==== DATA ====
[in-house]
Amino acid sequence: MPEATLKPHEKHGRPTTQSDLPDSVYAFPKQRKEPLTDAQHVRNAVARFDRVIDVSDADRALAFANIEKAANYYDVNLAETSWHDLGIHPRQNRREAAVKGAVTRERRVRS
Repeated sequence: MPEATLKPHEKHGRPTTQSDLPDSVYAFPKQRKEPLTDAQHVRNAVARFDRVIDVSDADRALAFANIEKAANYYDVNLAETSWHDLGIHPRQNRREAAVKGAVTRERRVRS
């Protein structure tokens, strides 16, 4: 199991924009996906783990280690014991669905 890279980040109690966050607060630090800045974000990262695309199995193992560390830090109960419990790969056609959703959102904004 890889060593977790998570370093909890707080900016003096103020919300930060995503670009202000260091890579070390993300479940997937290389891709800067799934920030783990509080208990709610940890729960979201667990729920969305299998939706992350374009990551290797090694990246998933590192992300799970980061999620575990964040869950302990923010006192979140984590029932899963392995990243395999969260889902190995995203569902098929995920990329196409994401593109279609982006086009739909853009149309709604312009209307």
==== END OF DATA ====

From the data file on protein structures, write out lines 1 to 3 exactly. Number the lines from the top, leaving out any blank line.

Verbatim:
[in-house]
Amino acid sequence: MPEATLKPHEKHGRPTTQSDLPDSVYAFPKQRKEPLTDAQHVRNAVARFDRVIDVSDADRALAFANIEKAANYYDVNLAETSWHDLGIHPRQNRREAAVKGAVTRERRVRS
Repeated sequence: MPEATLKPHEKHGRPTTQSDLPDSVYAFPKQRKEPLTDAQHVRNAVARFDRVIDVSDADRALAFANIEKAANYYDVNLAETSWHDLGIHPRQNRREAAVKGAVTRERRVRS